It is, therefore, not the kind of life which he leads, nor the shape of the dress which he wears, that connects a man with the world, or estranges him from it; but the affection of the heart, the disposition of the soul.
Wherefore, he that is farthest separated in heart from the world, and most closely united to Me, he is dearest to My Heart, in whatever state of life he may live.
Wherever, then, My Divine Will may have placed thee, there do thou serve Me in holiness. Since, in every state or condition of life, which is good in itself, thou canst live for Me, and sanctify thyself: although it remains true, that a state of life separated from the world, conduces most to secure salvation, and to reach perfection.
4. How many followers of the world there are, who, convinced of the world's wickedness, see the necessity of renouncing it by a change of life; yet, dare not do so, too fearful lest the world may rail at them.
Is this your fortitude, ye friends of the world? Great-souled, forsooth, ye are all, who, through fear of empty talk, dare not do what faith dictates, what reason approves, what your greatest interest demands.
What are words, but sounds passing through the air and disappearing? Can they stir so much as a hair of the head?
5. Shalt thou be so fainthearted, My Child, that, for the sake of such words, thou wouldst draw on thyself ruin in time and in eternity?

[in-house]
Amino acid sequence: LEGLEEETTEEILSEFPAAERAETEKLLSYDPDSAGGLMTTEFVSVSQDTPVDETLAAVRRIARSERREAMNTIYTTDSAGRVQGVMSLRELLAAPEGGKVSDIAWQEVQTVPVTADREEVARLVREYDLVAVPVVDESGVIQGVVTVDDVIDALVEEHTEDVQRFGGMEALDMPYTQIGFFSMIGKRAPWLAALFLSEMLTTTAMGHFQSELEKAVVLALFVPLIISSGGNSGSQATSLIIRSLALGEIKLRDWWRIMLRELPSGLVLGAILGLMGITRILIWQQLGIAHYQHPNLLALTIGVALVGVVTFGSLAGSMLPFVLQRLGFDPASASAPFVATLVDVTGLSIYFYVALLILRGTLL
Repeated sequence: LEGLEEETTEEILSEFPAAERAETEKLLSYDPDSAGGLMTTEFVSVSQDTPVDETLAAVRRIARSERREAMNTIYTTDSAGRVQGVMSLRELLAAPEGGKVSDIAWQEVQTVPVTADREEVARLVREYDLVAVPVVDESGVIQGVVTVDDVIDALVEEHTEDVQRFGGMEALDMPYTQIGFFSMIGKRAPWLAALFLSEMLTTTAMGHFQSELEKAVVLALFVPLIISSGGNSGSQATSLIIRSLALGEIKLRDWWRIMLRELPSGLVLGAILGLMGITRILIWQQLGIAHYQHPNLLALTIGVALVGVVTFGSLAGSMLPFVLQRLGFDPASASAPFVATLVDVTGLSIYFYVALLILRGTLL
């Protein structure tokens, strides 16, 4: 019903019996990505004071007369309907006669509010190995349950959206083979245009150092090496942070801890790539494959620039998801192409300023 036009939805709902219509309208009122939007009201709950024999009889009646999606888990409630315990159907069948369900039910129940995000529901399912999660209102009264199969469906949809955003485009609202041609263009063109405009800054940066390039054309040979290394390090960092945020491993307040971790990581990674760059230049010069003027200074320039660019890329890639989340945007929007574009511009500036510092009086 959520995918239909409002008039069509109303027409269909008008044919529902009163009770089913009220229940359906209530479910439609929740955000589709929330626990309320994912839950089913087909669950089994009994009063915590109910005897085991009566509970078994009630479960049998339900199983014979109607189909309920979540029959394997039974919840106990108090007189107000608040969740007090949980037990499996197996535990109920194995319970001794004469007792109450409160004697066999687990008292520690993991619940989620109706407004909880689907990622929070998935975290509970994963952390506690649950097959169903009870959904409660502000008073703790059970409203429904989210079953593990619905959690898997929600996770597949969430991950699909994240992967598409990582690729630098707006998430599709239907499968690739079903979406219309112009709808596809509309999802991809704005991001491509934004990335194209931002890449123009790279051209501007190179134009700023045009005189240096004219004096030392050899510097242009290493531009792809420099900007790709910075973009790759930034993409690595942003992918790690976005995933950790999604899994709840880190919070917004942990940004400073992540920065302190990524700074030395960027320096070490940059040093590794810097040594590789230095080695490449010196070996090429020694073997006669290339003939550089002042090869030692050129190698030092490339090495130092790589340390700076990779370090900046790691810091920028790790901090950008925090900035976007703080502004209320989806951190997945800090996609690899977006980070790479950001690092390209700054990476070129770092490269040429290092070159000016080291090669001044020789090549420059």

Choose, either to serve Me, to be blissful in My service, and to enjoy the enduring delights of Heaven hereafter: or, to serve the world, to lead inwardly a wretched life, and, at last, to undergo torments never-ending.
6. The voice of the Disciple.-----O kind Jesus! how could I falter in my choice? Wretched me! how could I ever choose what was to render me so unhappy!
O infinite Goodness, O my God! Thou hast freed me from error, and hast taught me the truth.
Behold! now I am wholly Thine forever, O Jesus, my true beatitude!
Away with thee, deceitful world, most wicked seducer, enemy of God, and of my salvation; thou foe of all that is good, thou defender of all that is evil; O thou, the most cruel of all tyrants!
O world, thou minister of Satan! too late have I known thee: too long have I loved thee. From this hour, farewell to thee, farewell for evermore!
CHAPTER XIX. THAT THE YOKE OF JESUS IS TRULY SWEET
1. The voice of Jesus.-----My Child, take up My yoke upon thee; for My yoke is sweet, and My burden light.
My service, Child, is not that of a tyrant, nor of a harsh master; but of 'a most loving Father, Who is near His children, who are submissive to Him, that He may help and entertain them.